Shibuya Goldfish falls somewhere along the horror continuum between Sharknado 3 and Jaws: it’s too competently executed to be a guilty pleasure but too predictable to be genuinely scary. Though the premise screams Roger Corman, author Hiroumi Aoi settles for a pedestrian approach to the material, trapping his cast in a high-rise shopping center where death lurks around every corner. There are a few glimmers of imagination here and there, but the overall result lacks the visceral punch, humor, or sheer imagination of other entries in the Killer Fish genre.
The story begins in media res, with a shot of Hachiko — Shibuya’s most famous statue — stained in blood. We then cut to an image of a panting, wild-eyed teen staring incredulously at a monstrous goldfish feasting on a pedestrian in the middle of a busy street. “That day was the first time I ever saw someone die,” Hajime solemnly informs us, before a flashback reveals what led up to this gruesome scene.
I won’t lie: those opening pages are a tantalizing hook for a horror buff. Though Aoi doesn’t reveal where the goldfish came from, he sells the Fish-Gone-Wild concept by emphasizing the predators’ size, numbers, and blank-eyed stares, making us appreciate the sheer incongruity of Volkswagen-sized fish swarming through an urban landscape. The goldfish’s penchant for uttering recognizable phrases — “I’m home, mom,” one burbles — adds another layer of mystery to their existence: are they truly sentient or are they merely ghosts, back to haunt the owners that flushed them down the toilet?
Where Shibuya Goldfish falls short is the human dimension. Hajime is the only character who’s properly fleshed out, an earnest, slightly awkward high school student whose dreams of becoming a filmmaker are dashed by the catastrophe. The other characters are more placeholders than people, dropped into the story to generate conflict or provide useful information about goldfish behavior before dying. In recognition of their liminal status, Aoi only bestows names on a small fraction of the cast, one of whom — the beautiful, bitchy Chitose Fukakusa — is such a vile male fantasy that the introduction of two more competent, sincere female characters in chapters two and three barely erase the memory of Fukakusa’s manipulative behavior and panty flashes.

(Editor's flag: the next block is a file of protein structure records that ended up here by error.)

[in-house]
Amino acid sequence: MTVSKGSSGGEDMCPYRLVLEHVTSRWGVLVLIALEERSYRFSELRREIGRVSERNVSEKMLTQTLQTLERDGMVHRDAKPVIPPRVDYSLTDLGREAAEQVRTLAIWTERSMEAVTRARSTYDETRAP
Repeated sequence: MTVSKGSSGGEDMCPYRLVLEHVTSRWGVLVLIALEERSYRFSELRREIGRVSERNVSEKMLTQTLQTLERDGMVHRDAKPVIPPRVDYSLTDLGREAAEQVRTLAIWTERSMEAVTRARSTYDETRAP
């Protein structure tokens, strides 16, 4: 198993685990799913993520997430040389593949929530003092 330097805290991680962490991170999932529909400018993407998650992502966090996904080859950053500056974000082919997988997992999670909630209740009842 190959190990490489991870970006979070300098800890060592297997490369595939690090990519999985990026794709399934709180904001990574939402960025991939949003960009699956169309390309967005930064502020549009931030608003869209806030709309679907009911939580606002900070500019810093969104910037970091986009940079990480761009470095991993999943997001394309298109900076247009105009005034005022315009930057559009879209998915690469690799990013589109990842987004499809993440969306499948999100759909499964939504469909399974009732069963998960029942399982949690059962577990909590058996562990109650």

The other fundamental issue with Shibuya Goldfish is the artwork, which juxtaposes photo-realistic backgrounds and fish with generic character designs. The tension between these two modes of representation ends up robbing volume one’s creepiest scenes of their dramatic impact, as the full horror of what happens to several characters is muted by Aoi’s blandly rendered faces and bodies; the grotesque bodily deformations that make Junji Ito, Hideshi Hino, and Kanako Inuki’s work so arresting barely elicit a “yuck!” in Aoi’s hands. It’s a pity these moments don’t land with more oomph because Shibuya Goldfish flirts with an interesting idea: the notion that a pet as small, helpless, and disposable as a goldfish might be the downfall of humanity, punishing us for our reckless treatment of other living things. Perhaps Aoi will delve into the monsters’ origins in future volumes, but the so-so execution of these foundational chapters didn’t reel me in. Your mileage will vary.
SHIBUYA GOLDFISH, VOL. 1 • BY HIROUMI AOI • TRANSLATED BY KO RANSOM • YEN PRESS • 242 pp. • RATED OT (OLDER TEEN) FOR LANGUAGE, NUDITY, AND VIOLENCE